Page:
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  1. A high efficiency, high brightness, and robust micro or sub-microscale red light emitting diode (LED) is an essential, yet missing, component of the emerging virtual reality and future ultrahigh resolution mobile displays. We report, for the first time, to our knowledge, the demonstration of an N-polar InGaN/GaN nanowire sub-microscale LED emitting in the red spectrum that can overcome the efficiency cliff of conventional red-emitting micro-LEDs. We show that the emission wavelengths of N-polar InGaN/GaN nanowires can be progressively shifted from yellow to orange and red, which is difficult to achieve for conventional InGaN quantum wells or Ga-polar nanowires. Significantly, the optical emission intensity can be enhanced by more than one order of magnitude by employing anin situannealing process of the InGaN active region, suggesting significantly reduced defect formation. LEDs with lateral dimensions as small as0.75  μm, consisting of approximately five nanowires, were fabricated and characterized, which are the smallest red-emitting LEDs ever reported, to our knowledge. A maximum external quantum efficiency1.2%was measured, which is comparable to previously reported conventional quantum well micro-LEDs operating in this wavelength range, while our device sizes are nearly three to five orders of magnitude smaller in surface area.

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  2. null (Ed.)
    Compressibility and viscosity of polymer feedstock are critical to their volumetric flow rate, weld strength, and dimensional accuracy in material extrusion additive manufacturing. In this work, the compressibility and viscosity of an acrylonitrile butadiene styrene (ABS) material is characterized with an instrumented hot end design. Experiments are first performed with a blocked nozzle to characterize the compressibility behavior. The results closely emulate the pressure-volume-temperature (PVT) behavior of a characterized generic ABS. Experiments are then performed with an open nozzle over a range of volumetric flow rates and temperatures. The static pressure data is fit to power-law, Ellis, and Cross viscosity models and the dynamic melt pressure data is then used to jointly fit material constitutive models for compressibility and viscosity. The results suggest that the joint fitting substantially improves the fidelity relative to the separately characterized viscosity and compressibility. The implemented methods support material extrusion process simulation and control including real-time identification of process faults such as (1) limited melting capacity of the hot end, (2) skipping (grinding) of the extruder drive gears, (3) low initial nozzle temperature, (4) varying flow rates associated with the intermeshing gear tooth velocity profile, and (5) delays and reduced melt pressures due to drool prior to extrusion. The ability to monitor the printing process for faults in real time, such as that presented in this work, is critical to born qualified parts. Additionally, these approaches can be used to screen new materials and identify optimal processing conditions that avoid these process faults.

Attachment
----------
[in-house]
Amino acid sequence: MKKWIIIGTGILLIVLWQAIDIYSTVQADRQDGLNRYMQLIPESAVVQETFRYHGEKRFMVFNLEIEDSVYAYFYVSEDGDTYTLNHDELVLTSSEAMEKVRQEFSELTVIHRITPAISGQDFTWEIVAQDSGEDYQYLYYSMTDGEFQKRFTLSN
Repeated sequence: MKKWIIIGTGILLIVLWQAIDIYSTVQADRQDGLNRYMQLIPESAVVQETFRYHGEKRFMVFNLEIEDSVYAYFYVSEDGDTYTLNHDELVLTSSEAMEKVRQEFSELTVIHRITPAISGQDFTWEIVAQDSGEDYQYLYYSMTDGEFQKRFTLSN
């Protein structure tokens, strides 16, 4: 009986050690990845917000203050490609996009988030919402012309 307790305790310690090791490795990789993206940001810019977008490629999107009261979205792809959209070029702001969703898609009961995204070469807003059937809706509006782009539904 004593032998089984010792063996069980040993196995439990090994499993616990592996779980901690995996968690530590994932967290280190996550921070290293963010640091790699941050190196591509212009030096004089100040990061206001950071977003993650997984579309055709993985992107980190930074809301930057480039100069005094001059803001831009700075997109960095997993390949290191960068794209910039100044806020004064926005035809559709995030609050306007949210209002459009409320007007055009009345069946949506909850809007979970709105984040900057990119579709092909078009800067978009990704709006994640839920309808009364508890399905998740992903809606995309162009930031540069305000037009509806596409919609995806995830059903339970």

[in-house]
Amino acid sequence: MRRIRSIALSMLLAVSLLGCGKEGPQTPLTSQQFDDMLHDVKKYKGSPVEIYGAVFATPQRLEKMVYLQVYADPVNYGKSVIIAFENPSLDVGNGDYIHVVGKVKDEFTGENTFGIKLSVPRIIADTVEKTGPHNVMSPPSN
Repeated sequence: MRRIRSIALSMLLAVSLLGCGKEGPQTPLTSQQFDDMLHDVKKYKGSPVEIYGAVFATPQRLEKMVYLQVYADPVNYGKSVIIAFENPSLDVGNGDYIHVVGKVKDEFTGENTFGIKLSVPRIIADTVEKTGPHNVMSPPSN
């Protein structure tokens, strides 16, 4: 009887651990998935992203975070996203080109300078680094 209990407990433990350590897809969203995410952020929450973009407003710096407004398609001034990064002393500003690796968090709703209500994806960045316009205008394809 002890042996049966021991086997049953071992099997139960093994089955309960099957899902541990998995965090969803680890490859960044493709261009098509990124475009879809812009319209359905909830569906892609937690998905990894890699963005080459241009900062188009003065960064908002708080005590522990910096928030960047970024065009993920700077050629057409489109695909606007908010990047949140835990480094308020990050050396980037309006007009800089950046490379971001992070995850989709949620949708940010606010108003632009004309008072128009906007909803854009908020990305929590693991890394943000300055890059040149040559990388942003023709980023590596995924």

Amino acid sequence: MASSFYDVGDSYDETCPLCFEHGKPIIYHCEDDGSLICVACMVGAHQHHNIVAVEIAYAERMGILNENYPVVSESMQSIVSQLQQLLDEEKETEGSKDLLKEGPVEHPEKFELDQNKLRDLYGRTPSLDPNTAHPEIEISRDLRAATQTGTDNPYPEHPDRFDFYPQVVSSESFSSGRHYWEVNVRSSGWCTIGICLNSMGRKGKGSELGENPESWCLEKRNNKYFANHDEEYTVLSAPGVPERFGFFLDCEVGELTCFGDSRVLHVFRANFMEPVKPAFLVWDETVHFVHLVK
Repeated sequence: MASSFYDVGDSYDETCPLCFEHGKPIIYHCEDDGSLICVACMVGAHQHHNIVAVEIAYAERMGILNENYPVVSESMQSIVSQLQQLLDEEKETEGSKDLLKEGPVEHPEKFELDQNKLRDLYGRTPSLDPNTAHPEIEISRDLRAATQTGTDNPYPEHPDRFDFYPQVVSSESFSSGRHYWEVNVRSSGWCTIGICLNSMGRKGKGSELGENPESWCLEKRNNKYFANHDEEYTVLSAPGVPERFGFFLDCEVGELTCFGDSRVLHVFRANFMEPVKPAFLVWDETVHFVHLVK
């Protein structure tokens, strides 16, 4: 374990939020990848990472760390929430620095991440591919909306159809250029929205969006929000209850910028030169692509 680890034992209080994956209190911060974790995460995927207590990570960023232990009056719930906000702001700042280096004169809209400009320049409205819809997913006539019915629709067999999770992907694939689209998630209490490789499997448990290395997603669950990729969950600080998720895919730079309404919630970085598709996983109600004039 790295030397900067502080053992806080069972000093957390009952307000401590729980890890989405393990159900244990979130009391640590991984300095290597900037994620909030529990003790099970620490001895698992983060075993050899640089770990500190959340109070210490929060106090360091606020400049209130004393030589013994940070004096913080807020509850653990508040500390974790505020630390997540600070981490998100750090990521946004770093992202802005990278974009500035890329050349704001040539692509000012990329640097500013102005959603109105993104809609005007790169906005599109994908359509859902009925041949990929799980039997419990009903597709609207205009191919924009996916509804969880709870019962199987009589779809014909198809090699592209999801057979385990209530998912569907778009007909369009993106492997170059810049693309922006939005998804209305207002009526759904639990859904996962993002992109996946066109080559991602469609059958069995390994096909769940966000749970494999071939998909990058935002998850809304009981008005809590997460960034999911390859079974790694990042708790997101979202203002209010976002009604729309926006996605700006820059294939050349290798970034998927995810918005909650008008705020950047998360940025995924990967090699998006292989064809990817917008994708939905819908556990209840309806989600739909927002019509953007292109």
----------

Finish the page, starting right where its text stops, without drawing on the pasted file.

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  3. null (Ed.)
    The nozzle pressure was monitored in a fused filament fabrication process for the printing of high impact polystyrene. The contact pressure, defined as the pressure applied by the newly deposited layer onto the previous layer, is experimentally calculated as the difference between the pressure during printing and open discharge at the same volumetric flow rates. An analytical method for estimating the contact pressure, assuming one-dimensional steady isothermal flow, is derived for the Newtonian, power-law, and Cross model dependence of shear rates. A design of experiments was performed to characterize the contact pressure as a function of the road width, road height, and print speed. Statistical analysis of the results suggests that the contribution of the pressure driven flow is about twice that of the drag flow in determining contact pressure, which together describe about 60% of the variation in the observed contact pressure behavior. Modeling of the elastic and normal stresses at the nozzle orifice explains an additional 30% of the observed behavior, indicating that careful rheological modeling is required to successfully predict contact pressure. 
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  4. The weighted constraint satisfaction problem (WCSP) is a powerful mathematical framework for combinatorial optimization. The branch-and-bound search paradigm is very successful in solving the WCSP but critically depends on the ordering in which variables are instantiated. In this paper, we introduce a new framework for dynamic variable ordering for solving the WCSP. This framework is inspired by regression decision tree learning. Variables are ordered dynamically based on samples of random assignments of values to variables as well as their corresponding total weights. Within this framework, we propose four variable ordering heuristics (sdr, inv-sdr, rr and inv-rr). We compare them with many state-of-the-art dynamic variable ordering heuristics, and show that sdr and rr outperform them on many real-world and random benchmark instances. 
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